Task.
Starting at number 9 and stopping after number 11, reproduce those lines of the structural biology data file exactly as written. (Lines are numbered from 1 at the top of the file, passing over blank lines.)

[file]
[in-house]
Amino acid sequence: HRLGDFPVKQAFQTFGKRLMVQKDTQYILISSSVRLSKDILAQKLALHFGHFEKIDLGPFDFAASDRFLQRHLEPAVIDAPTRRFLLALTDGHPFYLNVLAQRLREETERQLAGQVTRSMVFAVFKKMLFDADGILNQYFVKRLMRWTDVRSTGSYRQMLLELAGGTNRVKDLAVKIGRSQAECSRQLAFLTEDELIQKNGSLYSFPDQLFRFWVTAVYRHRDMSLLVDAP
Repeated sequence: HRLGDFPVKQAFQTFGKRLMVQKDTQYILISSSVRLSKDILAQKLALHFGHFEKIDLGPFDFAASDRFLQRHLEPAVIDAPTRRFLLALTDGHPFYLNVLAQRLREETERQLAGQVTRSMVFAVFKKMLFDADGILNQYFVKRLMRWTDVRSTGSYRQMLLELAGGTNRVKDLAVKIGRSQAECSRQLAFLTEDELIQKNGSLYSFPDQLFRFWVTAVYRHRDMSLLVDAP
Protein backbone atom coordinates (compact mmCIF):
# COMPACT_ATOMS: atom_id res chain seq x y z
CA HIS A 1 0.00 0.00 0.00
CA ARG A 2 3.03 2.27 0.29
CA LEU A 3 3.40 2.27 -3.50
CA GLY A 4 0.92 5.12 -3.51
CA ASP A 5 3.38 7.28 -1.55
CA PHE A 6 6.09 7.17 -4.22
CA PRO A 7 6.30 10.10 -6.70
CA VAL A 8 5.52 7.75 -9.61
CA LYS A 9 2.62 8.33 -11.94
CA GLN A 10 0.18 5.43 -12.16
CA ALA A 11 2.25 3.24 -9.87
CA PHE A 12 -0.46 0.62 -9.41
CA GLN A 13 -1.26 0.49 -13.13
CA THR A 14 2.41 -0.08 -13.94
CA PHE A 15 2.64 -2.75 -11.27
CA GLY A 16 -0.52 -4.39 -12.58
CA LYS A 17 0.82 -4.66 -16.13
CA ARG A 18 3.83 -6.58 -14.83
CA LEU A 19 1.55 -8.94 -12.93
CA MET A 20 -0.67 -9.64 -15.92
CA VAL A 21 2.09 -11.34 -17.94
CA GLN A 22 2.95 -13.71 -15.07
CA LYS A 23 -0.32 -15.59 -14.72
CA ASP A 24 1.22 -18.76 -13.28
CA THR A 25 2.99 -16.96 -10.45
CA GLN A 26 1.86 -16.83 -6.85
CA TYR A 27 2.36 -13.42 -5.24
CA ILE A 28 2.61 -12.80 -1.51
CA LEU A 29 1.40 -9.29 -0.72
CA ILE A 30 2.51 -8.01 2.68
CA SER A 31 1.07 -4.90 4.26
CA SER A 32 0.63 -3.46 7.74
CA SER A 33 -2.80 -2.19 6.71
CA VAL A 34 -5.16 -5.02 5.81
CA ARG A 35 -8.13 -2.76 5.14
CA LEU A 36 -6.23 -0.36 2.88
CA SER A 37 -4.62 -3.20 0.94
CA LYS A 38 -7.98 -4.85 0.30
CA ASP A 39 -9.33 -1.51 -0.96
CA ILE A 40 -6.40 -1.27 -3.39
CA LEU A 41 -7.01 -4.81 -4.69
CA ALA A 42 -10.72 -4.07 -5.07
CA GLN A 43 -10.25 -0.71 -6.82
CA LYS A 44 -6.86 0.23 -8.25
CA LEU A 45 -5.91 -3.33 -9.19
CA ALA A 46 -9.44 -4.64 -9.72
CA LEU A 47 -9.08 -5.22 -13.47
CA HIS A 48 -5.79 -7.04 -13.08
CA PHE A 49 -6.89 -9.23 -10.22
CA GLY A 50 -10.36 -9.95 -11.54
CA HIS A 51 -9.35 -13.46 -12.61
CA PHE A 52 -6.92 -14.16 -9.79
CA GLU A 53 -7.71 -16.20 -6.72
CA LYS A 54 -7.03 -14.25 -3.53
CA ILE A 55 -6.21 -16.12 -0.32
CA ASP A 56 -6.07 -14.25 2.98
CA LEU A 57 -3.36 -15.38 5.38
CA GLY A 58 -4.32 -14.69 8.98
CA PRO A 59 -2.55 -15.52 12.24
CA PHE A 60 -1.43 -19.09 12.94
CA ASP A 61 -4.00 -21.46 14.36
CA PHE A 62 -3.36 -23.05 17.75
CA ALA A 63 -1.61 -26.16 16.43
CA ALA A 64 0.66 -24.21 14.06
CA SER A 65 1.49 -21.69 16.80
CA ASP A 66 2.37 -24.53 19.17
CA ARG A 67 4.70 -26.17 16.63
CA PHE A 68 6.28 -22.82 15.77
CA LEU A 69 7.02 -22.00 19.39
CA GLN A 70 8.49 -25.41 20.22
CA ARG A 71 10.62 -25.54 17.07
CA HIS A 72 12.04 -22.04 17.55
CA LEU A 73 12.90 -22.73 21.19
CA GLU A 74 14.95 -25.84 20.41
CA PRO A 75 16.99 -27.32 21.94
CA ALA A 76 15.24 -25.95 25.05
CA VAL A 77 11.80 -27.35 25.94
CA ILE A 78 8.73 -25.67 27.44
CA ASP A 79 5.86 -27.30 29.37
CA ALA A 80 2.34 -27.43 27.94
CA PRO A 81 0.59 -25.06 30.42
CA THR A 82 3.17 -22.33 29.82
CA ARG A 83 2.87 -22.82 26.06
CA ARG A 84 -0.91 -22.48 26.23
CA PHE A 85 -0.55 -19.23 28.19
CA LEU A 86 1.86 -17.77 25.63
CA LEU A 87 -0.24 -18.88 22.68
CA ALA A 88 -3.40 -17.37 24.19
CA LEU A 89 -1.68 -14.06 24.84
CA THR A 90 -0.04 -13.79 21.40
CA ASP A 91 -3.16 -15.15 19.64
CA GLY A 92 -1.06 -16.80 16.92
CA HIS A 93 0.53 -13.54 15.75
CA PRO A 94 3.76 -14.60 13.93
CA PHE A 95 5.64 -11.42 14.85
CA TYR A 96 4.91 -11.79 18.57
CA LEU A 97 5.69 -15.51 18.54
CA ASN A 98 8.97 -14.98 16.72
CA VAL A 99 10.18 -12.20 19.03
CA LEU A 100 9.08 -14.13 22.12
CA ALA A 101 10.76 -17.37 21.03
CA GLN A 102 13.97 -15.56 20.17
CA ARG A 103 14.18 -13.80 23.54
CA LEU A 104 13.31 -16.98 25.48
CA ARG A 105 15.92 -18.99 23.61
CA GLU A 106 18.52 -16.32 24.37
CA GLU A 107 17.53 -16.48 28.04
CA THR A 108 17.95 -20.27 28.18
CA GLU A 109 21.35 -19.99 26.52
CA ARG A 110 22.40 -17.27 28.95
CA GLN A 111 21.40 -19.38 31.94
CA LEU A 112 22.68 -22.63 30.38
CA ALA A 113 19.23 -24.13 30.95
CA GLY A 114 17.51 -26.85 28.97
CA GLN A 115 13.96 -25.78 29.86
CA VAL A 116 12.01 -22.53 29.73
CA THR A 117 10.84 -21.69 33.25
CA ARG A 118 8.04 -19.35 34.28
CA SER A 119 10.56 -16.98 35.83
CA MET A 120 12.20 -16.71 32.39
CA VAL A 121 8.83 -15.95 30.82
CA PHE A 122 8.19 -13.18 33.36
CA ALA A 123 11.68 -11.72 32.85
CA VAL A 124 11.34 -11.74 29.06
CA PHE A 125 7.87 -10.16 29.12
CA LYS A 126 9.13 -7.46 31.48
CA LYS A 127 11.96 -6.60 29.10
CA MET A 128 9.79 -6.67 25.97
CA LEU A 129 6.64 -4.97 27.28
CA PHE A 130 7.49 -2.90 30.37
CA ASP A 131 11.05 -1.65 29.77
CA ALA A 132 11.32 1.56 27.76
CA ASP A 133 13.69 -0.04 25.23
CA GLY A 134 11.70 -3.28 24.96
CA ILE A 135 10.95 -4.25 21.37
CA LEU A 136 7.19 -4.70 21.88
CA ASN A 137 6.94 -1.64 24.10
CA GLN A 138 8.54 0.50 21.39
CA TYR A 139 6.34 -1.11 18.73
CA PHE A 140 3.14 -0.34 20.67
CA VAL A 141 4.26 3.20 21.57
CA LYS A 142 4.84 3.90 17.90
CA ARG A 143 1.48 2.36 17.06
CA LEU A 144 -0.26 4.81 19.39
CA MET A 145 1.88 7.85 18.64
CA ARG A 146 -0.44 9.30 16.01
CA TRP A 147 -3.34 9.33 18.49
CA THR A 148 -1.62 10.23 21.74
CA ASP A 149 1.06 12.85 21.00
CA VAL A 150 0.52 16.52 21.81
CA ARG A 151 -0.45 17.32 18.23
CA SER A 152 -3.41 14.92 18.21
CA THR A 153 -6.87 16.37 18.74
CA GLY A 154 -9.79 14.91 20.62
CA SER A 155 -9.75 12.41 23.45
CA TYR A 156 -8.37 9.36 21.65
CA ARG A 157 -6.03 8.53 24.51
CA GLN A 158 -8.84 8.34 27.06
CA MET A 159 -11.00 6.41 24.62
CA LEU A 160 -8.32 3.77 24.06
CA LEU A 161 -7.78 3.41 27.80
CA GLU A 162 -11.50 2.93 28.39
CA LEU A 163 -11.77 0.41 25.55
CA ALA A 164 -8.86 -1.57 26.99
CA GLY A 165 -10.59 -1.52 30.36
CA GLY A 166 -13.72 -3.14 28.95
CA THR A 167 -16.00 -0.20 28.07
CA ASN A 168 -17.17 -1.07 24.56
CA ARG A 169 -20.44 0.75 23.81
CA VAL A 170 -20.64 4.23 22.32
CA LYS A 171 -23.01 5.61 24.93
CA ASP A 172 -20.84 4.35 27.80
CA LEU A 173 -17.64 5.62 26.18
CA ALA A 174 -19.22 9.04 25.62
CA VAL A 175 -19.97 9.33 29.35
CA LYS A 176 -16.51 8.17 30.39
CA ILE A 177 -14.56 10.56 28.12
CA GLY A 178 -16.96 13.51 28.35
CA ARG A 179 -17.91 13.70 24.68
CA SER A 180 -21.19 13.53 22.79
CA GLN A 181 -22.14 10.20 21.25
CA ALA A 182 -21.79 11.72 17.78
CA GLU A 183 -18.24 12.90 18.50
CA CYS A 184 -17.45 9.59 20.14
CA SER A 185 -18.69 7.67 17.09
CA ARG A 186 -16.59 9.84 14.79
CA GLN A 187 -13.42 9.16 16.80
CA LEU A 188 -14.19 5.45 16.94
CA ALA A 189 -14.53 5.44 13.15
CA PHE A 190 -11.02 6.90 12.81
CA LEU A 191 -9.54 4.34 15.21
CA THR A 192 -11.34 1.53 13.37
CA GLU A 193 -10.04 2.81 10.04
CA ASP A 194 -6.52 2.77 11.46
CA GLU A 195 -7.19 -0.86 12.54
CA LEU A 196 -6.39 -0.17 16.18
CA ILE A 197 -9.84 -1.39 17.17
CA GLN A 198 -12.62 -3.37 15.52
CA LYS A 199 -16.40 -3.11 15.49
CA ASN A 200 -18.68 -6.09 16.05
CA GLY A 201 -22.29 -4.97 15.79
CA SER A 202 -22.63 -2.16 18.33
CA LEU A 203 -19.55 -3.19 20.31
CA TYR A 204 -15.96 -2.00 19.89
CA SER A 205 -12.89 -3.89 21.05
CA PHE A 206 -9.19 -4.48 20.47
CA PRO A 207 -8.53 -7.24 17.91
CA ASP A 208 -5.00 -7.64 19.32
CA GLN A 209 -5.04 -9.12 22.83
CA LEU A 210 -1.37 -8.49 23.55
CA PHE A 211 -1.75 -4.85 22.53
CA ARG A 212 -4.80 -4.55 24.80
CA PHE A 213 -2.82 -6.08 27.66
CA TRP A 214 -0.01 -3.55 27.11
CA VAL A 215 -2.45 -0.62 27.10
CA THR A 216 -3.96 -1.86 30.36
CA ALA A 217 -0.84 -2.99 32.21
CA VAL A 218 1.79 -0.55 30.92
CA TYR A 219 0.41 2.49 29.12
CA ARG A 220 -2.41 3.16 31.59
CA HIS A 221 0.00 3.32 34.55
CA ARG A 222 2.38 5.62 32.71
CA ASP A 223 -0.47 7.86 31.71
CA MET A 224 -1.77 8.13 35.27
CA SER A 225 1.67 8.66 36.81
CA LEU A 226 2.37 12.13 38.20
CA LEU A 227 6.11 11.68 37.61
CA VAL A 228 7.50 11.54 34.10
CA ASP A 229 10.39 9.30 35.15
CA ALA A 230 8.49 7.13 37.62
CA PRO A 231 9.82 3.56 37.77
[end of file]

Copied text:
CA GLY A 4 0.92 5.12 -3.51
CA ASP A 5 3.38 7.28 -1.55
CA PHE A 6 6.09 7.17 -4.22